Topping off A mechanism of first-male sperm precedence in a by yurtgc548

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									 Topping off: A mechanism of first-
male sperm precedence in a vertebrate



    Adam G. Jones, Erika M. Adams, and
             Stevan J. Arnold



                                         1
Introduction

Materials and Methods

Result

Discussion



                        2
Introduction

Materials and Methods

Result

Discussion



                        3
Sexual selection is an important facet of the
evolutionary process.
-male male competition & female choice


Many of key aspects of sexual selection occur
before mating, the competition among sperm
within a female’s reproductive tract.



                                                4
Sperm competition research in recent years has
been to quantify the proportion of offspring
sired by the second of two males mated
sequentially to a female, a value known as P2.

Multiple distinct mechanisms can lead to the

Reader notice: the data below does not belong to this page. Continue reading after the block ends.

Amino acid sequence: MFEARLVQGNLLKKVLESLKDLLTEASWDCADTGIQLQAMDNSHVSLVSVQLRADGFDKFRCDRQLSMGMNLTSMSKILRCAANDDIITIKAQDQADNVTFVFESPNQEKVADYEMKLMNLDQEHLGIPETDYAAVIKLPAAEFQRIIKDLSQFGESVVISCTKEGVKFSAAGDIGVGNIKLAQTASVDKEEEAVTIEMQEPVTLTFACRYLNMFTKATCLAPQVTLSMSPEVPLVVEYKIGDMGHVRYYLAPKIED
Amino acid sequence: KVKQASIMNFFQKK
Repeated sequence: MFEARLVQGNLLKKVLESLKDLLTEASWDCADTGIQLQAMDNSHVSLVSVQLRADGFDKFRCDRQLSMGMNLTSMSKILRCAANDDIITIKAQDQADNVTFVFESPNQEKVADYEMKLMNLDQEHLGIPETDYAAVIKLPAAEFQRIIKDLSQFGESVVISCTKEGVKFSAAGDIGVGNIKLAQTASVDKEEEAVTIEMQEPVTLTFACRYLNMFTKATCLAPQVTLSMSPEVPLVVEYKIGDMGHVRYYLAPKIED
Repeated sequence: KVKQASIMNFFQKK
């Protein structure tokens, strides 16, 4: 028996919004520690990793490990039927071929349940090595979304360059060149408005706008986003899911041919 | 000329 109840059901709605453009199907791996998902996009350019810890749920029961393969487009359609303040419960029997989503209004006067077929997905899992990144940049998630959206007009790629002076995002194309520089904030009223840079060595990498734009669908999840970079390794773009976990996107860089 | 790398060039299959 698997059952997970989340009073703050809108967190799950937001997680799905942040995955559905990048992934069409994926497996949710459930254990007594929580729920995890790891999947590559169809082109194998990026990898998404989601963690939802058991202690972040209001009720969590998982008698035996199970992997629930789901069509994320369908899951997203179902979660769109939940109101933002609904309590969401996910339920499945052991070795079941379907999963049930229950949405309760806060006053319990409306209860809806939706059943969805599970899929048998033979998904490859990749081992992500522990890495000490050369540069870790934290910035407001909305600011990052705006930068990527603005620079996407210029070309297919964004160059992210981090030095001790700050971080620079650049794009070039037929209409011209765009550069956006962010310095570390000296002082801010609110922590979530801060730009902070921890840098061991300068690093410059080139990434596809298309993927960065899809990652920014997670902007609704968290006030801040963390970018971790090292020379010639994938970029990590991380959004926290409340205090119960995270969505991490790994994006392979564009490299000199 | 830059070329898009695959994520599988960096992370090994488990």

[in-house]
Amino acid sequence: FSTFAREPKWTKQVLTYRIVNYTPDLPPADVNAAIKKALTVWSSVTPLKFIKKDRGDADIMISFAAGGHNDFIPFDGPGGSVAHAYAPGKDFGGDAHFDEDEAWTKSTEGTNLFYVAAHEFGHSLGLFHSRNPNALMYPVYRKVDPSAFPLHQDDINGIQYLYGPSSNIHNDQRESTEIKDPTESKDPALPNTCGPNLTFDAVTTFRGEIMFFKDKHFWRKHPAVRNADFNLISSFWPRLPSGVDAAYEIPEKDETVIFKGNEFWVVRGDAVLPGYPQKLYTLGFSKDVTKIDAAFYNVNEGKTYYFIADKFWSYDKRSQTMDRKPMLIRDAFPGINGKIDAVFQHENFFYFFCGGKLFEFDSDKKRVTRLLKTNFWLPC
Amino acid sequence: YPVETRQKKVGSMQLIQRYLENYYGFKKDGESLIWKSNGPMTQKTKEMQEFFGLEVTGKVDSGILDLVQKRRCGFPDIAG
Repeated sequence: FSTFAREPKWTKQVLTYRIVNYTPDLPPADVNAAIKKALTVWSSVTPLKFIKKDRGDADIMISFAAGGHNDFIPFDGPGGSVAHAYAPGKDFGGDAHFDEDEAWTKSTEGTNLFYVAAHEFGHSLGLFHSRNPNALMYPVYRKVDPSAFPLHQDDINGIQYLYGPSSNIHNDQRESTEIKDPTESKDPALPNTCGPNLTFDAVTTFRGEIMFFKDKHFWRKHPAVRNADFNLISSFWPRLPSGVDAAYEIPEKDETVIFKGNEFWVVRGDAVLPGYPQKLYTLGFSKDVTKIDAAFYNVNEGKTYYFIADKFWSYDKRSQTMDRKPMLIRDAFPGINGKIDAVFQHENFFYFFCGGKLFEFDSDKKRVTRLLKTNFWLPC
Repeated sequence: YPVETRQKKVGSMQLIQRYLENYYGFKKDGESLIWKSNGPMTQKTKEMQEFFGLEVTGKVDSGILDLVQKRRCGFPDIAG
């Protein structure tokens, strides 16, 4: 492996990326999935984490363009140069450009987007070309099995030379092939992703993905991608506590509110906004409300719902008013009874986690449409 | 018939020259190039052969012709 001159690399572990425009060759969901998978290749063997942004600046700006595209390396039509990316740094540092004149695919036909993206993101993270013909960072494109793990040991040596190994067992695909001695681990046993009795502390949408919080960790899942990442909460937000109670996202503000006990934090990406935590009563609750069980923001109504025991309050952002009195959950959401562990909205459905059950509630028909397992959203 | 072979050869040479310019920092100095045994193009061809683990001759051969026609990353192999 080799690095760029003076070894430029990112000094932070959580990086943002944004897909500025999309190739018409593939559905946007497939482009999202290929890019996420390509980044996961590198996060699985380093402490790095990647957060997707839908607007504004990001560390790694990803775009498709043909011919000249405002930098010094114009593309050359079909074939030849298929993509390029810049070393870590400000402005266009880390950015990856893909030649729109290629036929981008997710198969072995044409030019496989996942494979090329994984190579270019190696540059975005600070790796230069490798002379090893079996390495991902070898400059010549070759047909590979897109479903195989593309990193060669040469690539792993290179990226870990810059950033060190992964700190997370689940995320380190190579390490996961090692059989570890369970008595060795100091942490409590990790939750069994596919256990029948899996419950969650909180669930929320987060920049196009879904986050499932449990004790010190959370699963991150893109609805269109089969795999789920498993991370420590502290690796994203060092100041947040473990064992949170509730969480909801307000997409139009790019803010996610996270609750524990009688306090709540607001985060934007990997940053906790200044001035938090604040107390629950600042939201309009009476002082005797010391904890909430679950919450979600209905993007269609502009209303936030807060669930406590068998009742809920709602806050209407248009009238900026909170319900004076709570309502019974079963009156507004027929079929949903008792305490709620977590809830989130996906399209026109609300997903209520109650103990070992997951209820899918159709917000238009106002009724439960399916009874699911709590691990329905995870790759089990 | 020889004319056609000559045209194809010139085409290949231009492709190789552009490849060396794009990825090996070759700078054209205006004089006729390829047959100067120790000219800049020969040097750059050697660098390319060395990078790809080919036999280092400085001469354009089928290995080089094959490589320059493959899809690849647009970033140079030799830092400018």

same value of P2, so such an approach to the
problem often says very little about the actual
mechanism of sperm competition.


                                                  5
Taricha granulosa




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Due to the three following reasons
Females receive sperm during a short receptive
period, then it lay eggs after several weeks to
months, fertilizing them with stored sperm.

Females lay large numbers of eggs, a
characteristic that permits a description of the
change in P2 over time.

The transfer of sperm in newts is indirect.
                                                   7
Sperm competition appears to be rare or
nonexistent in Taricha.    (Halliday,1998)

The extrapolation from laboratory observation
may be premature!
-no data from natural population




                                                8